As areas are liberated (with fireworks), side challenges are unlocked. These challenges involve races vehicles, wingsuit time trials, shooting things and, of course, blowing stuff up (because blowing stuff up is cool). A good challenge score awards players with gears which unlock equipment modifications. In real times this means faster and better grappling, better parachuting and bigger explosions!
Many of the settlements are very similar, requiring destruction of pretty much the same things in order to liberate them. This should get old, but it doesn’t- as every destructive solution that you unleash tends to have a mind of its own. The potential repetition actually gives you the confidence to try some pretty absurd solutions. Like those enemy guided-missile helicopters that used to give me so much trouble at first fast becoming a godsend after I hijack them and use the enemy’s weapons against them.
There is a main story mission path, but the game is just so packed with optional activities it’s next to impossible to not get side-tracked. On route to a mission you might come across a military base in need of levelling. Ten minutes of explosions later and you’ve unlocked a handful of challenges each of which will earn “gears” which can be used to upgrade equipment. Then there’s the random encounters- people that need offing in a manner than looks like an accident or soldiers that need you help getting evacuated to safety.
This is a game that whilst being full of carnage, doesn’t take itself too seriously. After every liberated military installation, the voice of former Doctor Who, David Tennant, comes on over the radio to explain how the destruction was all part of the dictator’s plan.
I reviewed Just Cause 3 using a two-year-old rig powered by a i7 3820 running at a stock 3.6Ghz. Complimented with 32GB of RAM, the 2xGTX980 SLI- armed machine was able to run the game at a reasonably solid 60fps (v-synced to the monitor’s 60hz) from a dedicated solid-state drive. Reports are coming in that some people are having framerate issues and glitching. I’ll be honest and say experienced none of this. I even got the game running across three monitors at a steady 30fps, but my personal preference was for a faster framerate over the ultra-wide display.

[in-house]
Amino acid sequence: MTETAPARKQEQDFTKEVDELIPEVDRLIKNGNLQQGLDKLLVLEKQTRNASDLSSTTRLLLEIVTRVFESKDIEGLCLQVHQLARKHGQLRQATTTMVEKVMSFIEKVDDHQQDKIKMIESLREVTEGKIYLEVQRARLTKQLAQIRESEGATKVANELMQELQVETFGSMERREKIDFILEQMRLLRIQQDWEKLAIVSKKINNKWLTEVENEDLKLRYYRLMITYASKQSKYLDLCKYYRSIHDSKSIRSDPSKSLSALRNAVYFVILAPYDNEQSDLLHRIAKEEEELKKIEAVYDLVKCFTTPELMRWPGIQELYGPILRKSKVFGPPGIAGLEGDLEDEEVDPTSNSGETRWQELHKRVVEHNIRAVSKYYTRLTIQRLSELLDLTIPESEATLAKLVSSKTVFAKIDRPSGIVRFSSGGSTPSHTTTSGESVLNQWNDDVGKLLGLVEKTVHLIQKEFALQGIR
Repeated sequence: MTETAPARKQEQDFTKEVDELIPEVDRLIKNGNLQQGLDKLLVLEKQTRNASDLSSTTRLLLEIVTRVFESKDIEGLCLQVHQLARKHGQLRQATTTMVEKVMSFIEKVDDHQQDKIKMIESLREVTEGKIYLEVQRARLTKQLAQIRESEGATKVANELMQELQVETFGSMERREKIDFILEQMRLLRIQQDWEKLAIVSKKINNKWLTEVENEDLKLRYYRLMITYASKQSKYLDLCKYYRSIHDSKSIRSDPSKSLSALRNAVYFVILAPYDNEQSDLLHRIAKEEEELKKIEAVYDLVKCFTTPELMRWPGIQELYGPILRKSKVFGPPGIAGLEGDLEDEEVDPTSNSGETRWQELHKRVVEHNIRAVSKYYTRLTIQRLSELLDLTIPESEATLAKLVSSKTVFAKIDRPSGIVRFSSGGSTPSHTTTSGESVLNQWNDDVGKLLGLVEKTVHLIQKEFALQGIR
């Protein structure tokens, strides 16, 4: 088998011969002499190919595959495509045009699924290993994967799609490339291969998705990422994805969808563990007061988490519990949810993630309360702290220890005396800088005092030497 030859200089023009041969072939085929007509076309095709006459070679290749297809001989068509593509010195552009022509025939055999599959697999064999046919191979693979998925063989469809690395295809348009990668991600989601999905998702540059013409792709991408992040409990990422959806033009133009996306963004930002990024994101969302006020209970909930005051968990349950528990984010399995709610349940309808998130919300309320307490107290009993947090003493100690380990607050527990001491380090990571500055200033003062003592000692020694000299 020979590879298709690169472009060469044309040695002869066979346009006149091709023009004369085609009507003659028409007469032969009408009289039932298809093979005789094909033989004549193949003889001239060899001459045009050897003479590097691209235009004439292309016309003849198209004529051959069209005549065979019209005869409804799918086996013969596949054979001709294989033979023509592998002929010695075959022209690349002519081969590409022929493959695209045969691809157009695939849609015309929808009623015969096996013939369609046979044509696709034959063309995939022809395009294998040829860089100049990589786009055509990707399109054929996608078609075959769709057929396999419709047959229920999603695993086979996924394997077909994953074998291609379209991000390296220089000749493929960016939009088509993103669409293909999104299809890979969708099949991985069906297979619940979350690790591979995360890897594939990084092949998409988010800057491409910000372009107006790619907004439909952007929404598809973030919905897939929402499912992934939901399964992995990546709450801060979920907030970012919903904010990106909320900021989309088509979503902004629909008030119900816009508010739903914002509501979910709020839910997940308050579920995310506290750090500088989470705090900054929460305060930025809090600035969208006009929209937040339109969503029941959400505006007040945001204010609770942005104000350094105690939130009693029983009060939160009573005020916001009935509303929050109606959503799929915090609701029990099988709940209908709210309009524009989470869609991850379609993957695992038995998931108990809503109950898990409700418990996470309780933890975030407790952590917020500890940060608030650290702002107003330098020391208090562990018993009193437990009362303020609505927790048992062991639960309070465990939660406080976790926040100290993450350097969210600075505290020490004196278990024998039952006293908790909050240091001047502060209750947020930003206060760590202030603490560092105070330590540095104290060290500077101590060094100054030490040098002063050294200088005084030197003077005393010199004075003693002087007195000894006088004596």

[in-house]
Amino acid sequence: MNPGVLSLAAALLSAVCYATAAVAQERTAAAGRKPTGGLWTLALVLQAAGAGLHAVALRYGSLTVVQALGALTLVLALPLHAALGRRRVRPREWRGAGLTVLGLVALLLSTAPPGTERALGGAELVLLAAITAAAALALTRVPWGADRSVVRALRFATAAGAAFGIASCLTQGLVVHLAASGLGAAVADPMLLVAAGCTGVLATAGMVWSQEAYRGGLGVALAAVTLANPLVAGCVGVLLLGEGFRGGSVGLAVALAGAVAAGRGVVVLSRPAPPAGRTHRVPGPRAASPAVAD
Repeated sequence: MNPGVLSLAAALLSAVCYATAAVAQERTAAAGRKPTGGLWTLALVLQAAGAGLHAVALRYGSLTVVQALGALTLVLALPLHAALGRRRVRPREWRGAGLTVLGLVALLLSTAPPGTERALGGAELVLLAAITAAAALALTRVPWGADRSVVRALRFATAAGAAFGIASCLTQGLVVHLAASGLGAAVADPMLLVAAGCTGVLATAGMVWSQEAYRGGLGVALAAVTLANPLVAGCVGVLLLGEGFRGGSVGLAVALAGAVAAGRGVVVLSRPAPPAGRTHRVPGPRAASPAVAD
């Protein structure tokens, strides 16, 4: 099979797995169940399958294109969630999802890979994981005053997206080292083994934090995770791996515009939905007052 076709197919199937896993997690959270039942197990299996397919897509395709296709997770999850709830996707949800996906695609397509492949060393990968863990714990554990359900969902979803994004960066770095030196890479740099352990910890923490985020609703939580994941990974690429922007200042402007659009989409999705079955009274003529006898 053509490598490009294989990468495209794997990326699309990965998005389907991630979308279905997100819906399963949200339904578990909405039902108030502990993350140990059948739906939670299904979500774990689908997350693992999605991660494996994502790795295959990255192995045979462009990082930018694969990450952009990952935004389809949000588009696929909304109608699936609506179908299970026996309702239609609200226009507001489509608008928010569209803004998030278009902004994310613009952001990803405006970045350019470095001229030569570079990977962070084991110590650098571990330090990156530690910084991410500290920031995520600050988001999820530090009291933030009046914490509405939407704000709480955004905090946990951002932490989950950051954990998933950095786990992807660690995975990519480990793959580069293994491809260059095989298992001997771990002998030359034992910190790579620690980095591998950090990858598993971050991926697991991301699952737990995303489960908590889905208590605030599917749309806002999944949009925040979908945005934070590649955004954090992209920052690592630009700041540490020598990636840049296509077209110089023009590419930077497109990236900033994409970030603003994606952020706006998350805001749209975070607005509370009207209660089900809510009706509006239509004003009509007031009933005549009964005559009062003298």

Even with a SSD, loading times were slower than expected, and likely to be noticeably long for users with mechanical hard drives. To be fair, once the game has loaded, players can travel from one side of Medici to the other without any further loading as long as they don’t get killed. As always, PC owners need to be mindful that the performance of the game on their system is dependent on the machine's specification as well as a little bit of luck.
Just Cause 3 was a real hit for me, and a game that – like it’s predecessor – I’m likely to still be playing in five years’ time. The islands of Medici are such a glorious playground and the toys available so much fun to play with I had trouble putting it down.
But, if you are after a deep narrative, a social statement or even a mildly coherent plot, you are not going to find it in Just Cause 3. Remember, this is a game where you can survive a fall by grappling the ground and pulling yourself down at breakneck speed…and not break you neck.
It’s a game about blowing stuff up and doing stupid things in ways that will make you laugh. Some imagination is helpful, but not required. A sense of humour, however, is essential. If you need you games to guide you by the nose, you perhaps need to take a look at the latest Call of Duty entry, instead.
If you like ridiculous action and orchestrating huge over-the-top explosions, you are really going to have trouble putting Just Cause 3 down.